The fee that Apple charges developers for doing business on App Store has been likened to “highway robbery” by Congressman David Cicilline who is also the chair of US House Of Representatives antitrust committee which is probing if technology giants are harming competition in the digital marketplace, The Verge reported.
Apple has faced criticism in several markets including in Europe for the App Store fees, with the European Commission this week opening formal antitrust investigations to assess whether Apple’s rules for app developers on the distribution of apps via the App Store violate EU competition rules.
The investigations concern in particular the mandatory use of Apple’s own proprietary in-app purchase system and restrictions on the ability of developers to inform iPhone and iPad users of alternative cheaper purchasing possibilities outside of apps.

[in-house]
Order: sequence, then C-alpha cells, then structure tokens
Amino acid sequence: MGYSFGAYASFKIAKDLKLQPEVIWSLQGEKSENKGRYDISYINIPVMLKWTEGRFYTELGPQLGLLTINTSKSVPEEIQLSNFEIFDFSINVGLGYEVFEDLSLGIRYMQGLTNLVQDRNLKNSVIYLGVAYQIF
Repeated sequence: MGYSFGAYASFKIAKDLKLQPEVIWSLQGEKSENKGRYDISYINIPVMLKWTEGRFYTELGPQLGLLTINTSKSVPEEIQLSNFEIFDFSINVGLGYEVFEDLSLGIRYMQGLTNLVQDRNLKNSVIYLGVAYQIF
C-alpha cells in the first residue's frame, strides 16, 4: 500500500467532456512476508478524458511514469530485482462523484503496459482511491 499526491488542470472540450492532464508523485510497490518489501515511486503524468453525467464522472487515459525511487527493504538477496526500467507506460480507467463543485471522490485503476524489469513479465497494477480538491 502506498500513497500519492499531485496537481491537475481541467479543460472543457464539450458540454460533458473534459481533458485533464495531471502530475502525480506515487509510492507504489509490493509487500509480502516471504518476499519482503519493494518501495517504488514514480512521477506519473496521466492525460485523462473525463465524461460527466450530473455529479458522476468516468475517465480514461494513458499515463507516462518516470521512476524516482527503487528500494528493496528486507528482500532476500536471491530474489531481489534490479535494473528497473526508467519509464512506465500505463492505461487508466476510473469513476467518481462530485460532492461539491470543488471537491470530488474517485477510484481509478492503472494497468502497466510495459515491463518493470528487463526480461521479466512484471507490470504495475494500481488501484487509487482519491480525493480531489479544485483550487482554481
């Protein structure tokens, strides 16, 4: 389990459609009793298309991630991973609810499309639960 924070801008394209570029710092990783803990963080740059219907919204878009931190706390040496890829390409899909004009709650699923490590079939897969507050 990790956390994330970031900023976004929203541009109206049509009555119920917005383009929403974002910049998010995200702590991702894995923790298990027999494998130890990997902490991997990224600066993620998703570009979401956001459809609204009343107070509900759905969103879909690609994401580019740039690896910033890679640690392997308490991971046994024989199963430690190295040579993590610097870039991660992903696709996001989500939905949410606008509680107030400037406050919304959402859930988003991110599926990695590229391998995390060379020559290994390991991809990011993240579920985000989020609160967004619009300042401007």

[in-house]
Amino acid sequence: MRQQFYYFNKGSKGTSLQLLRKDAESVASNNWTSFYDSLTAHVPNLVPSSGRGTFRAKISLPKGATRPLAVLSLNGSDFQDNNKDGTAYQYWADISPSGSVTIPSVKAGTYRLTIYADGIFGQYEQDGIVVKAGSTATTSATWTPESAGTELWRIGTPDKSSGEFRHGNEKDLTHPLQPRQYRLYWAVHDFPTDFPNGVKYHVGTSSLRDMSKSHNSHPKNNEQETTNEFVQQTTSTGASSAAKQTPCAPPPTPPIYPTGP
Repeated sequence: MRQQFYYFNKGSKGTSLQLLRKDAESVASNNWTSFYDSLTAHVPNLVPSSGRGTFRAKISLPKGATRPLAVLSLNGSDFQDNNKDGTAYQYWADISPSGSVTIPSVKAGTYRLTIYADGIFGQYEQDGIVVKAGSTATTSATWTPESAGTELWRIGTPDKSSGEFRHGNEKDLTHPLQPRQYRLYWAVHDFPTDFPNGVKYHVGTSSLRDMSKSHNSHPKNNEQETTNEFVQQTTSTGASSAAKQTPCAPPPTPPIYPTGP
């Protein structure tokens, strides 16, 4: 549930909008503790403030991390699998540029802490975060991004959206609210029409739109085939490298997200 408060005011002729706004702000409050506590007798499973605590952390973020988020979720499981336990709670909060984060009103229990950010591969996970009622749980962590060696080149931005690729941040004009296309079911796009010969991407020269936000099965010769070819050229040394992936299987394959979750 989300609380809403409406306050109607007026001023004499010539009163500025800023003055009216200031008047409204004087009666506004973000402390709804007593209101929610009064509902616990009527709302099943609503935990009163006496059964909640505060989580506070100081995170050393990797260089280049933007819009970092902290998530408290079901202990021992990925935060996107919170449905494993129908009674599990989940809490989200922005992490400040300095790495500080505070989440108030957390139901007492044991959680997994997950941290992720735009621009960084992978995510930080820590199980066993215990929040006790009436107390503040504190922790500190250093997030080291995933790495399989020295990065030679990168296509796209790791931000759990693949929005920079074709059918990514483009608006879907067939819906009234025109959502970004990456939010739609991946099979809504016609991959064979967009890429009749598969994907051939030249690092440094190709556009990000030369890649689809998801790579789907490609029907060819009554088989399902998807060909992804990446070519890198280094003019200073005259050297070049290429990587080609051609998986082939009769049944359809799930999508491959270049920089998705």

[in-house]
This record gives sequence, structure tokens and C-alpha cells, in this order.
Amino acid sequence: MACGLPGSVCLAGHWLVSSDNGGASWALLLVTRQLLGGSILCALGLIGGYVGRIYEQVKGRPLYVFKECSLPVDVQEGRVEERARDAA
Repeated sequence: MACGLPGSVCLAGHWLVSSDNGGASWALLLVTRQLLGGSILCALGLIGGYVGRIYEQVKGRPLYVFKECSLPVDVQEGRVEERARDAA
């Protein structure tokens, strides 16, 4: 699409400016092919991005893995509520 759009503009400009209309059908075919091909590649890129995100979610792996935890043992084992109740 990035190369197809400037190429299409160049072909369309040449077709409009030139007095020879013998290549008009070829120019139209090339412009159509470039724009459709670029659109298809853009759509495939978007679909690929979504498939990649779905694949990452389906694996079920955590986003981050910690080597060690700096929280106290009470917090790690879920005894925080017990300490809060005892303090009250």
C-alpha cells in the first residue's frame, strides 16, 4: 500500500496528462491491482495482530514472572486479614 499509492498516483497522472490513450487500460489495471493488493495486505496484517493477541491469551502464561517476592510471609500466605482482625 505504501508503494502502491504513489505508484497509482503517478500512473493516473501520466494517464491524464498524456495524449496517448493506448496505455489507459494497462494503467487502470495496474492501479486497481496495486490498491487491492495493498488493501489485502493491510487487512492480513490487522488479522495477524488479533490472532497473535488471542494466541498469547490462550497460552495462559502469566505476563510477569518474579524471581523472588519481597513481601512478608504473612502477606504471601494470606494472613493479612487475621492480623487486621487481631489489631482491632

In the US, similar concerns were raised again after its decision to reject future updates for the iOS app of new email service Hey.
Hey is Basecamp’s new $99-a-year premium email service. The controversy hit a new high after Hey did not offer a way to sign up and pay in the app itself in order to avoid paying Apple a 30 percent cut of the fee.
“Because of the market power that Apple has, it is charging exorbitant rents — highway robbery, basically — bullying people to pay 30 percent or denying access to their market,” Cicilline told The Verge in an interview published on Thursday.
Cicilline said that hearing with the chief executives of four major technology platforms – Facebook, Apple, Google and Amazon — could happen sometime in July.